Writing for Guardian Cities Alejandro Aravena, director of the 2016 Venice Architecture Biennale, discusses what he perceives as the social reality of contemporary architects, the power of design in mobilising people to act, and "how architecture can introduce a broader notion of gain" in the face of ever greedier and evermore powerful development companies the world over.
Any attempt to go beyond business as usual encounters huge resistance in the inertia of reality. Any effort to tackle relevant issues has to overcome the increasing complexity of the world. [...] It's time to rethink the entire role and language of architecture.
As many of our U.S. readers prepare for their Thanksgiving feast, we’ve decided to share with you one of the things we are most thankful for: stunning kitchens and the architects behind them. Continue reading after the break to view a compilation of kitchens we wouldn’t mind spending our day cooking (and eating) in.
Striping away the unnecessary to reveal the soul of architecture's greatest works is the latest challenge Federico Babina has taken on. With 18 paintings, Babina has revisited the notorious works of Le Corbusier, Tadao Ando, MVRDV, Rem Koolhaas and many others to summarize in just "a few lines" their true essence.
"The intent is to display the volumes, shapes, and even style of iconic architecture through simple lines and geometry," says Babina. "The project is part of a study on the simplification and the identification of the basic elements for the recognition of buildings. The idea is to archive an almost abstract representation without losing the essence of the figurative representation."
A smart city isn’t necessarily a city brimming with technology. This crucial (and, thankfully, growingly accepted) clarification was strongly emphasized by a panel of experts during the Smart City Expo in Barcelona. However, the piloted driving—which, in layman's terms means cars that drive themselves—that Audi has been testing and implementing is as high-tech, impressive and brimming with technology as one might expect. Beyond the “ooh and aah” factor of a car that needs no human driver, the spatial implications for our cities are undeniable, and the sooner architects can learn to work with and appreciate this technology, the better. In a city equipped with smart mobility solutions, we can expect technology to drive positive changes to social behavior and the affordability of the cities. But for this, we need visionary leaders.
Last week Audi showed their commitment to finding these visionary leaders in the field of architecture by announcing the implementation of three Urban Future Partnerships in Somerville/Boston and Mexico City. In the words of Audi CEO Rupert Stadler, the three pilot projects represent a key move for the car manufacturer: “The development of an investment logic for mobility infrastructure in cities will be an integral part of our company strategy.”
Rotterdam-based Office for Metropolitan Architecture (OMA) have been announced by the UK's Chancellor of the Exchequer as the winning team in the competition to design the city of Manchester's high-profile Factory art space. Following the announcement of the shortlist earlier this year, featuring practices including Rafael Viñoly, Diller Scofidio + Renfro, Zaha Hadid and Mecanoo, it has since been reported by The Guardian that the British government's original pledge of £78million ($117million) to the cost of the building will be raised by a further £9million per year from around 2018.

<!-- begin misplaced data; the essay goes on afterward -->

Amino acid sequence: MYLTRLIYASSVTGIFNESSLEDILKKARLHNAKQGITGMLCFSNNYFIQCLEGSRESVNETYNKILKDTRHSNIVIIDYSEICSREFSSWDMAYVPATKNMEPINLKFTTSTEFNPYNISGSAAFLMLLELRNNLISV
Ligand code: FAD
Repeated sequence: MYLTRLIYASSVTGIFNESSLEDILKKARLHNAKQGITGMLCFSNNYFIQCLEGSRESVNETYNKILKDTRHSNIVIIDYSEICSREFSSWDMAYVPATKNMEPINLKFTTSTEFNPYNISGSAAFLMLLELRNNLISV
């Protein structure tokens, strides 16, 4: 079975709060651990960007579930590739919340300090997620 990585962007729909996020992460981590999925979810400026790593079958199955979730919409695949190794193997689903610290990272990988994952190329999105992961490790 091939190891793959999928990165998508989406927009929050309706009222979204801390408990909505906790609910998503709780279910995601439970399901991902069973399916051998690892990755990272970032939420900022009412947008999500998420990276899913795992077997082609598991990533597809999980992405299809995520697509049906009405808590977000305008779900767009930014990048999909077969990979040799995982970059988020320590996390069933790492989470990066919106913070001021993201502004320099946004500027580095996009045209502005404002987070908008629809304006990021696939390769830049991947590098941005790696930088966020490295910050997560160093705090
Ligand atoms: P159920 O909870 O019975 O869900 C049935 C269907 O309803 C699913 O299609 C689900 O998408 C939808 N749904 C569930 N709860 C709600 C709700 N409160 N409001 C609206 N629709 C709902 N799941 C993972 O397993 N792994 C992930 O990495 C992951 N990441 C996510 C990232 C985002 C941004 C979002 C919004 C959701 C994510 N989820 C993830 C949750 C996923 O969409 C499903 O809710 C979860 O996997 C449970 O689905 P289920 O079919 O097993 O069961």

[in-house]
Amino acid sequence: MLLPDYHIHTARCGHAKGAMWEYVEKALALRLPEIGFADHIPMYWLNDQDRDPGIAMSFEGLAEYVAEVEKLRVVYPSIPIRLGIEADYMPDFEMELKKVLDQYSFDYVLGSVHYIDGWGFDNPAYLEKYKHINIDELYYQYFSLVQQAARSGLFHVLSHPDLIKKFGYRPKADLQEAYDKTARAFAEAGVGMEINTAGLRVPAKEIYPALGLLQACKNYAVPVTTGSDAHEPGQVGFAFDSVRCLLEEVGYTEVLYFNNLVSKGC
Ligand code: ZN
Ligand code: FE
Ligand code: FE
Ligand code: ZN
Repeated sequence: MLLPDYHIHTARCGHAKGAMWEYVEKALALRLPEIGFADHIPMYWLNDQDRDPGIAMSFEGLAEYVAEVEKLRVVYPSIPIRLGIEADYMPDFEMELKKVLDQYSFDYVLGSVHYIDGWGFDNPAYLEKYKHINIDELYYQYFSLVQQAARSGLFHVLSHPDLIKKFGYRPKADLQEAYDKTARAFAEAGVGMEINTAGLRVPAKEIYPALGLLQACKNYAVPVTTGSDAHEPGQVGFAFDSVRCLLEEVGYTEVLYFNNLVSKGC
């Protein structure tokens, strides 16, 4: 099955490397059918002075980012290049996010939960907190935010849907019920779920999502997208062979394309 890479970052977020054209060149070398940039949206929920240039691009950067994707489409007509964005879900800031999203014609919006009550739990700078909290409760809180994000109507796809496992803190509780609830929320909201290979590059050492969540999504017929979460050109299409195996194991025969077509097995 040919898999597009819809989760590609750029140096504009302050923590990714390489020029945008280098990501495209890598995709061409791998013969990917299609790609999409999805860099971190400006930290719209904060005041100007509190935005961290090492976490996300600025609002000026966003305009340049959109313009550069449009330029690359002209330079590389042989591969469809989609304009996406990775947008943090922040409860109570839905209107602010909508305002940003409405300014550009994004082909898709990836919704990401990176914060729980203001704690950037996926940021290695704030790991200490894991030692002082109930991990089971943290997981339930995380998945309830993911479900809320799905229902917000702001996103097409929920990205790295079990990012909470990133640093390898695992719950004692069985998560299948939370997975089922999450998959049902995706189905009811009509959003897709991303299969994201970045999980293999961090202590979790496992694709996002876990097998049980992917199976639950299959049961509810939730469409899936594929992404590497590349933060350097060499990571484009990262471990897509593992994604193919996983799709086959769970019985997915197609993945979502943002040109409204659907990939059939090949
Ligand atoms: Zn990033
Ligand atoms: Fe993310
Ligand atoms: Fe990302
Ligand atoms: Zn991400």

The Flatiron Public Plaza has unveiled its centerpiece for this year’s “23 Days of Flatiron Cheer” – SOFTLab’s Nova, the winner of a closed-competition hosted by the Flatiron/23rd Street Partnership Business Improvement District (BID) and Van Alen Institute. The project will become the center of the neighbourhood’s festivities for the holiday season, as well as “a highly visible landmark” in the heart of New York.
After a meticulous multi-year restoration the Musée Rodin in Paris has reopened to the public. Dedicated exclusively to the work of Auguste Rodin, the state-owned museum has undergone a ground-up facelift designed to breathe new life into the ageing home of the artist's diverse body of work. Housed in an estate originally built in 1732 and open to the public since 1919, the comprehensive renovation has left no stone unturned, including a full structural and cosmetic overhaul. Project architect Richard Duplat was challenged to "recreate the atmosphere it must have had in Rodin’s day" while implementing current accessibility and safety standards, all with the goal to better represent Rodin's influential work.
For this edition of The Urbanist, Monocle 24's weekly "guide to making better cities," the team discuss women in urbanism, asking whether "a city planned or managed by a woman look different to any other?" From architects defending and stimulating Lisbon's public spaces, to new urban design in Niterói (situated in the "long shadow" of Rio de Janiero), this episode uses gender as a device to explore city-tactics.
Apple's new Foster + Partners-designed flagship store in Chicago is said to have been inspired by Frank Lloyd Wright's Prairie Style Homes outside the city. Unveiled first by the Chicago Tribune, the store will feature a 14-foot entry pavilion that will usher visitors from Michigan Avenue down into the sales floor backdropped with views of the Chicago River. A "grand flight of stairs" will offer pedestrians an alternative route to the riverside walkway that flanks the bank.
Plans have been revealed for a new Modern Art Center (MAC) in the historic city of Vilnius, Lithuania. The 3100-square-meter "three-dimensional public space," as architect Daniel Libeskind describes it, is designed to be a "cultural gateway" that connects the city's 18th century grid and medieval walled city.
“We wanted to create a museum for the people of Lithuania, and also give this collection a home and an international audience. This collection is about the cultural legacy of the country,” said founder Viktoras Butkus. “Libeskind’s work is expressive, innovative, and, most importantly, has the power to tell the story of the past while connecting to the future of the city,” added Butkus.
Update: 3XN's Quay Quarter Sydney has received final approval. The article below was originally published September 25, 2014, after the practice won the commission. New interior images have been added to the gallery.